Library

27 April 2015

5 strategies to manage your group assignment

Practical strategies to manage the challenges of working in a group can spell success for your next group project or assignment... by Sebastian Borutta


http://pixabay.com/en/startup-meeting-brainstorming-594091/
Do you dread working on a group assignment?  Are you sick of group members dropping off the radar, and having to carry the group across the line?  Research into attitudes towards group work among undergraduate students would suggest that you are not alone.  One study revealed that more than half of undergraduate students surveyed had a negative attitude towards group work, with around 40% stating that they would rather work alone[i].
According to the study, the most significant factors that contributed towards negative attitudes were difficulty coordinating schedules and “free riders” in the group, followed by members not contributing equally and differing grade expectations[ii].


Why have group assignments at all?

Unsurprisingly, the ability to work in a group is an increasingly important skill required by employers; therefore, students who have experience working in groups are better prepared for the collaborative nature of work in their future careers.[i]  Consequently, as a student it is useful to develop strategies to effectively work in a group setting. 


So how can we try to manage these challenges?

The following five-part plan will offer prompts to consider for when you embark on your next group task.
1.  Group formation and expectations
  • If given the choice, select group members who you can work with effectively. Friends are not necessarily the best option.
  • Develop ground rules to guide your group’s behaviour and activities.
  • Assign roles based on members’ strengths and weaknesses.
  • Ensure that all members are involved in initial planning discussions. Members who feel that their voice is heard during these discussions are less likely to disengage from the group.
  • Ensure members have compatible availability, or options to maintain regular contact with the group.
  • Set goals such as grade expectations early, and together as a group.
2.  Scheduling and meetings
  • Organise regular meeting times from the beginning of the task, including expected outcomes for each meeting.
  • Consider the advantages and disadvantages of face-to-face VS online meetings when deciding on meeting format.
  • Record decisions made, and the allocation and progress of tasks.
3.  Division of work
  • Before dividing work, ensure that the group has a clear understanding of the task, and all the associated work involved in the task’s completion.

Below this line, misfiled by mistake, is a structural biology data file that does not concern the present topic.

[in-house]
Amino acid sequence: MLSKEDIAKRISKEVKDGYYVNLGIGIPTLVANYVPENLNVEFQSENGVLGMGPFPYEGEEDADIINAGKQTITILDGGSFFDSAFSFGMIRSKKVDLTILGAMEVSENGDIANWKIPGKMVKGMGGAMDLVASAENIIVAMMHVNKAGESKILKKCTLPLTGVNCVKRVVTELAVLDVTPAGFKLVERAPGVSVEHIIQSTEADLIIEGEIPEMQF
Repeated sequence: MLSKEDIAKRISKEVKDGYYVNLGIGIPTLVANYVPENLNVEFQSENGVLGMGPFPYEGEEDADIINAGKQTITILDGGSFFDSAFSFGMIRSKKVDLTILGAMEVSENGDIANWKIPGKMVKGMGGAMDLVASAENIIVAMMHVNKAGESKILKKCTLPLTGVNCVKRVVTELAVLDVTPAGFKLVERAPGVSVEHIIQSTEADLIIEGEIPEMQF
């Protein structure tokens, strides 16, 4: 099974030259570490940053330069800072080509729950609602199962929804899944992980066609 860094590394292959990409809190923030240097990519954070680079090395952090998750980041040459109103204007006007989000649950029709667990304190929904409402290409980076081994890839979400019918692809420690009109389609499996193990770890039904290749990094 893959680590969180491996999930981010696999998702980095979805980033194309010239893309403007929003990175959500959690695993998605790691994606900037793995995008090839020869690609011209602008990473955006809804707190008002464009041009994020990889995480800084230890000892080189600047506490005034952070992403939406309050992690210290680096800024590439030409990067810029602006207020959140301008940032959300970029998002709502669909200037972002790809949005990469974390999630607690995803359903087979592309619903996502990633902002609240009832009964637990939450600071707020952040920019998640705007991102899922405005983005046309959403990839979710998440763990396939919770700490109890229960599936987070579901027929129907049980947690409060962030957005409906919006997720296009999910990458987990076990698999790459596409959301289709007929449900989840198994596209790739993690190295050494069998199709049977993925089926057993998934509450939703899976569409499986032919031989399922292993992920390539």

• Determine an equitable method of dividing work.
  • If this is difficult or not immediately obvious, share initial tasks and then divide the workload. For example, share the initial research stage of a task and then divide up the written component once you have a better idea of task expectations.
4.  Communication
  • Be polite and respectful when communicating with each other.
  • Ensure team members listen carefully, and with an open mind to each other’s suggestions.
  • Be aware of your non-verbal communication when engaging with the group.
  • When giving feedback, also focus on positive aspects rather than only negative aspects.
  • Don’t take constructive feedback personally.
5.  Dealing with conflict
  • Problems usually arise due to group dynamics or task progression.
  • If conflict arises, as a group, clearly identify the problem.
  • Consider solutions to address the problem, allowing specific and constructive discussion.
  • Focus discussion on ideas rather than individuals.
  • As a group, make necessary changes and revise initial plans.
Group work can be challenging and rewarding, both in an educational setting and in the workplace. Through planning and by anticipating and managing potential challenges, you can help your group work experience be a more positive one.

For more information on group work, or any other aspects of your approach to learning, take a look at the Library’s online resources, meet with a learning skills adviser at a drop-in session, or attend a workshop.





[i] Gottschall, H. & Garcia-Bayonas, M. (2008). Student attitudes towards group work among undergraduates in Business Administration, Education and Mathematics. Educational Research Quarterly, 32(1), 2-28.
[ii] ibid
[iii) Hansen R. (2006) Benefits and problems with student teams: Suggestions for improving team projects. The Journal of Education for Business, 82(1), 9-11.


 

 






















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